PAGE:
Olympic SVG 300

Technologies, workflows and connectivity are changing the way European broadcasters approach Olympic Games coverage and the options they now have when it comes to planning production bases and number of personnel involved. How did broadcasters cover the Sochi 2014 Winter Games and what lessons can be learned in planning for Rio 2016 and PyeongChang 2018?

This session was moderated by Ken Kerschbaumer, Editorial Director at Sports Video Group. He started by asking Sotiris Salamouris, Head of Engineering and Technical Operations at Olympic Broadcasting Services what were the key innovations and takeaways from the Sochi Games. “I think the main difference was this was the first Winter Games for the mature introduction of our web-based Multiplatform Distribution System (MDS). We provided world feeds that were carried pretty much 100% live from the Games — this was a package of seven channels in total, including our Olympic News Channel.

“It enabled rightsholders around the world to pick up our signals in a very efficient manner – which for a Winter Games was extremely important,” said Salamouris. “You have Northern countries in a position to do very good coverage themselves with their own editorial, but now we [could reach] a big part of the world audience which in previous Winter Games really did not have the same kind of content availability. This was now possible and it created a tremendous difference, we believe, in the presentation of the Games to a world audience. That was probably the biggest difference compared to Vancouver 2010.”

Introducing Richard Morgan, BBC Sport Chief Engineer, Kerschbaumer reminded the audience what a tough act to follow London 2012 was for the British broadcaster. How could Sochi measure up to the size and scale of London Olympics coverage? “Sochi was very different to London for us obviously, for all sorts of reasons, including scale and location,” agreed Morgan.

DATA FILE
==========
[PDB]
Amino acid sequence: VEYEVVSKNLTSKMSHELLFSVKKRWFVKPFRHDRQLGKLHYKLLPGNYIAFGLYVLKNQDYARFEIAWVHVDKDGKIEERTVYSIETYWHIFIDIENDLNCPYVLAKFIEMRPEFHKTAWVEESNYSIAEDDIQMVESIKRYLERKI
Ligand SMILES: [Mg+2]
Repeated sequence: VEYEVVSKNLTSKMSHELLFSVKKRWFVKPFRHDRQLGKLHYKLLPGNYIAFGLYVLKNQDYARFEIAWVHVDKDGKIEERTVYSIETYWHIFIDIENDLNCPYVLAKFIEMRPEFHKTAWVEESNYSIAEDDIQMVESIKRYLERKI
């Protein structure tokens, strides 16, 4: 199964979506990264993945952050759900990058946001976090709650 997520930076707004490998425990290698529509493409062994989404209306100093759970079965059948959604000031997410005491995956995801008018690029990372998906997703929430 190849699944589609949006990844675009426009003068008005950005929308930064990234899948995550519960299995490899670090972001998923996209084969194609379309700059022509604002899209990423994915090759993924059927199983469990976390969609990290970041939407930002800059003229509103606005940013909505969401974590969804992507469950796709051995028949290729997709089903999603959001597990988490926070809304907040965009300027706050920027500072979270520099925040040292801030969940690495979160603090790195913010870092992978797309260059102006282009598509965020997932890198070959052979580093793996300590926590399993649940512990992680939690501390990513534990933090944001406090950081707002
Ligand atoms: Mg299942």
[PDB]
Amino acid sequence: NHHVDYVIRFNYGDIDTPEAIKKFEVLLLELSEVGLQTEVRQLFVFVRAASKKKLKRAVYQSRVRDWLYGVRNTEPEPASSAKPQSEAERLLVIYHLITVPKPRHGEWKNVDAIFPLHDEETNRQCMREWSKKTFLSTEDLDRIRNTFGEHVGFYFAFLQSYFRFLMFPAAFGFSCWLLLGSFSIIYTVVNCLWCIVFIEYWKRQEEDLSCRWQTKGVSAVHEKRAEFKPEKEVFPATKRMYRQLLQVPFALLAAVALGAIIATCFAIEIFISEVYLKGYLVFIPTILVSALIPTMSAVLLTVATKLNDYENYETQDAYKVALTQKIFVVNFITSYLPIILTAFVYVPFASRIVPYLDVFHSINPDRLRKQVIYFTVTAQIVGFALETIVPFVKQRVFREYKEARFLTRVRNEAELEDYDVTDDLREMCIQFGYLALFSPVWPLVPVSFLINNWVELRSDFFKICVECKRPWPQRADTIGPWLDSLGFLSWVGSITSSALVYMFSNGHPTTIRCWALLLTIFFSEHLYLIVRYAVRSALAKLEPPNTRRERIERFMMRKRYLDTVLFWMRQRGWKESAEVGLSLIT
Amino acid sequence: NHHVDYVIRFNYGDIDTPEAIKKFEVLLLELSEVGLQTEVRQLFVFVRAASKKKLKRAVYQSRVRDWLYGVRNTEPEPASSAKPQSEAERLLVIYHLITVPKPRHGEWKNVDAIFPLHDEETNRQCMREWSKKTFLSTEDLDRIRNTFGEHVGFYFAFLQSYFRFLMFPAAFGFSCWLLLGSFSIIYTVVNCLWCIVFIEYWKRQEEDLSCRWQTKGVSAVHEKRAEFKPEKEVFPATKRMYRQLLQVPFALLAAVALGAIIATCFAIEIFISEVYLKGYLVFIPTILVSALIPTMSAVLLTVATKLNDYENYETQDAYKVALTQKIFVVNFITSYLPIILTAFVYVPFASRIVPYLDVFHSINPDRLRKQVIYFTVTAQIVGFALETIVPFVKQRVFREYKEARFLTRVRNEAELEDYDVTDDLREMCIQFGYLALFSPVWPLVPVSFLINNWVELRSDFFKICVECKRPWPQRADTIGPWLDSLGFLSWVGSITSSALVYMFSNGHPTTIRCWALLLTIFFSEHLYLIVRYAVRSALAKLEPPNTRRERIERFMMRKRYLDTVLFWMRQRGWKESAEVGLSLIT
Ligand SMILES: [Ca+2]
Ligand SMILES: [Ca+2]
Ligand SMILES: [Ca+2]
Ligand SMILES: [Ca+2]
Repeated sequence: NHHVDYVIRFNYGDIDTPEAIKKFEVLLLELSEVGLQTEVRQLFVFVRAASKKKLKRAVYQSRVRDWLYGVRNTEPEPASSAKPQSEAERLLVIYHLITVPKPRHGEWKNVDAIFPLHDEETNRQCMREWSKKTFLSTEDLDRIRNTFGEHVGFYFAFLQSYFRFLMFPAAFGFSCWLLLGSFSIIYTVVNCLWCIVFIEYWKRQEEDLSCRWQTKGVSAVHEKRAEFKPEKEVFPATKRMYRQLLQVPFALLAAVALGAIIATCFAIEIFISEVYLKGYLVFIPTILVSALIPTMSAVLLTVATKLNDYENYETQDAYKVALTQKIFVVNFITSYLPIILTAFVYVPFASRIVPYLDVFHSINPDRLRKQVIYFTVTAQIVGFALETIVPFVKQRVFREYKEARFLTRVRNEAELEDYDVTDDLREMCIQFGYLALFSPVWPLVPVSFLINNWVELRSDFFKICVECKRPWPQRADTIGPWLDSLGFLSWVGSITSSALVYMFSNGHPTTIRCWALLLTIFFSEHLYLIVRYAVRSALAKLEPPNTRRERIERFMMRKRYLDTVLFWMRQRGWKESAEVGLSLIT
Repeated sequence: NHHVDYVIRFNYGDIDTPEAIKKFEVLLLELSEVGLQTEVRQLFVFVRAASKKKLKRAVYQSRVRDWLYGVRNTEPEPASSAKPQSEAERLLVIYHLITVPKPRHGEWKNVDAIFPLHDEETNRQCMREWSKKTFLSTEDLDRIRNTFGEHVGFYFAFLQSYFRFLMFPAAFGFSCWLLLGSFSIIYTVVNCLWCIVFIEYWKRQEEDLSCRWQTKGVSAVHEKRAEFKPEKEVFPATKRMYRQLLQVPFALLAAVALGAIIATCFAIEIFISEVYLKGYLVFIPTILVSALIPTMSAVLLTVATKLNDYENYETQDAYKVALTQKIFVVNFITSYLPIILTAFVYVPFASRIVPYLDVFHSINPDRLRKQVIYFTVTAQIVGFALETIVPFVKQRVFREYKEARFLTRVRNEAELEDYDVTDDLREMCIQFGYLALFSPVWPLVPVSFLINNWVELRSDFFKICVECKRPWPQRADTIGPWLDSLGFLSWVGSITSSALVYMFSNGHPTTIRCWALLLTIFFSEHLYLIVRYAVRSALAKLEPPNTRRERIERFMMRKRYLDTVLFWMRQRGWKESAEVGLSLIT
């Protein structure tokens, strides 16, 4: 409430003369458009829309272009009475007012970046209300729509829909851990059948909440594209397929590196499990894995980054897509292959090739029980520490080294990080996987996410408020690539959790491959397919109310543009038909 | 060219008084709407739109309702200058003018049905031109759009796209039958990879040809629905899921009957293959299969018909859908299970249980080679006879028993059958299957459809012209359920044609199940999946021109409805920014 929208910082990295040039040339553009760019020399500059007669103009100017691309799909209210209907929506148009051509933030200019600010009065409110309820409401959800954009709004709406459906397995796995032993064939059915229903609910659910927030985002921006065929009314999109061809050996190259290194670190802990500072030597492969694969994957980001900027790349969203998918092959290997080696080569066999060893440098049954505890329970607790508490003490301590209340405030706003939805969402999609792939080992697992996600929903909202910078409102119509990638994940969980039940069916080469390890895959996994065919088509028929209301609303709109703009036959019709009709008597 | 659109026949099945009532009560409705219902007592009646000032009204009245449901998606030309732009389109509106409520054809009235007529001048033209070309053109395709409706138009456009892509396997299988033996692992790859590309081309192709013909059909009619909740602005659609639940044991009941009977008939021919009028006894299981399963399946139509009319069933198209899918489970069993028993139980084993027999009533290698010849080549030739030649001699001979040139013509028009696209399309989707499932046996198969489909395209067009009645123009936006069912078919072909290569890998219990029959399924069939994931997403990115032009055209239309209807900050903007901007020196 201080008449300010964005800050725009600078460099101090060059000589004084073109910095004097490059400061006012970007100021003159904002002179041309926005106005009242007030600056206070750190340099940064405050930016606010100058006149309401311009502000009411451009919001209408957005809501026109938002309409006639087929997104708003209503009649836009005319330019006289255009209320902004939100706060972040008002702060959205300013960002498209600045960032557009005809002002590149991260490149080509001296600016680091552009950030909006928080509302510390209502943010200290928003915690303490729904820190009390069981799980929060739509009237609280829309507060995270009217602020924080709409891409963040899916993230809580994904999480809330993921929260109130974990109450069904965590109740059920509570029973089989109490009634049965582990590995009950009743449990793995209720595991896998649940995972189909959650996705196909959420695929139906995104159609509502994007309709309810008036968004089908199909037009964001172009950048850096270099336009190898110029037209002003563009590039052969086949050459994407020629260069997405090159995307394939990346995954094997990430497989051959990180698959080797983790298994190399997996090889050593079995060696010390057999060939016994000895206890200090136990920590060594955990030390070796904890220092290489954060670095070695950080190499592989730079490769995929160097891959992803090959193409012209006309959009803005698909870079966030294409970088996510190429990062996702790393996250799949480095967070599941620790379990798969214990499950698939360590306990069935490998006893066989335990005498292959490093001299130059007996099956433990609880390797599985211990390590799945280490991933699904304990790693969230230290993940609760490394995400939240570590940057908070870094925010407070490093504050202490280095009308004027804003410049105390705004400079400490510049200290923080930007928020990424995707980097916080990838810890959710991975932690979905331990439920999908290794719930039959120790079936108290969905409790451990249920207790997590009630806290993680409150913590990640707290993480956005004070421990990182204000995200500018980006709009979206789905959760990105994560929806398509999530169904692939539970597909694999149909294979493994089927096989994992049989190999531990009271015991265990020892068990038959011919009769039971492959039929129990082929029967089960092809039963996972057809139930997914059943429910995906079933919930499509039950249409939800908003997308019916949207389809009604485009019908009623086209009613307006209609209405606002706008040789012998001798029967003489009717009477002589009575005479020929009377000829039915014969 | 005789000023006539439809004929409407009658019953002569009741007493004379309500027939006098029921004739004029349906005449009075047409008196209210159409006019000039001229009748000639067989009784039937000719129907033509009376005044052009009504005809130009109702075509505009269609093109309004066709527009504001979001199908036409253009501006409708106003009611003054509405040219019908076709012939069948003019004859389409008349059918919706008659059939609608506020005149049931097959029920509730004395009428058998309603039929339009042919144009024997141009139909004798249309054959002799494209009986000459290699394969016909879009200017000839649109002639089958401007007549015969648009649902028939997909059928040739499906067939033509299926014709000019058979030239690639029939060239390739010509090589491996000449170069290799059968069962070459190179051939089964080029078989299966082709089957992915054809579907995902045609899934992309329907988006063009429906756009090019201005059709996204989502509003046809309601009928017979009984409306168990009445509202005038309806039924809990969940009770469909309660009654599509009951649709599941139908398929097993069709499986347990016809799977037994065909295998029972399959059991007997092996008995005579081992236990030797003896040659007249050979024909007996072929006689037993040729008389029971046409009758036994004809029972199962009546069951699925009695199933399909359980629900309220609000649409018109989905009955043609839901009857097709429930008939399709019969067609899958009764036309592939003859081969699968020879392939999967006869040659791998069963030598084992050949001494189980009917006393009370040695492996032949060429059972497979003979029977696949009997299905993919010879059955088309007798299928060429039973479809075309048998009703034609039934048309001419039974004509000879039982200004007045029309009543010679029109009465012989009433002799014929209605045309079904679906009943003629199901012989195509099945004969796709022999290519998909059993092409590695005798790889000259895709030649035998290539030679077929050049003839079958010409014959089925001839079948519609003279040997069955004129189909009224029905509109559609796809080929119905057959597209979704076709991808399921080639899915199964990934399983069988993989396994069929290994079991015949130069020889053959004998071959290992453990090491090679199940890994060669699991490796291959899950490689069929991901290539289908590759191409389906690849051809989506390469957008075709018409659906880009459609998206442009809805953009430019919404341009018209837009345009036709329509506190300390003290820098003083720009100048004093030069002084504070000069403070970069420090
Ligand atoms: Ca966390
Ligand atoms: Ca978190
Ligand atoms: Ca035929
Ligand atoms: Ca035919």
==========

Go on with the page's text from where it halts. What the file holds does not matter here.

“Our workflow for this Games was very different in that we had major venue presentation working through the mountain broadcast centre then working through the IBC down at Olympic Park, then working back to the UK and then working up to Manchester. So the workflow was very concatenated in terms of the broadcast chain. For London 2012 we were all on-site, with one big combined operation.

“The distributed nature for us was not very different to how we did Vancouver. It was still a split site, but the world of multiple feeds gets ever-increasingly complicated. At London there was a big expectation on us to do four HD streams, various platforms and we managed to get all the content out live onto IPTV — but the financial and distribution pressures were challenging. Sochi was a different model, more complex in some ways and simpler in others.”

Olympic challenges for Sweden and Norway
Dag Larsson is Head of Product Management at Viaplay Sweden, a standalone OTT service owned by Scandinavian broadcaster Viasat. Christine Espeland is Head of Olympics for TV2 Norway and her colleague Jens Knudsen is Senior Director Sports at TV2 Norway. What linked the Swede and the Norwegians on this SVG Europe panel was that they were commercial broadcasters taking over Olympics broadcasting rights from public broadcasters – SVG Sweden and NRK Norway.

“With Viasat we had the Olympic rights in Sweden for the first time – it has been owned by the public broadcaster SVG for as long as you could ever remember,” said Larsson. “So a quite opposite angle from the BBC, obviously.

“We were excited to have this opportunity. We used OBS and had six world channels plus an additional twelve HD-SDI channels coming in through fibre to our playout in Stockholm. It was a big big challenge to deliver all of this in terms of our streaming, something like 65 channels going out covering 95% of the Games. For small broadcasters like us it’s a challenge, not least bringing it to the web and ‘productifying’ it – how do we take the best elements of TV, and how do we do in terms of rich functionality?

Read the full article on SVG Europe.

 

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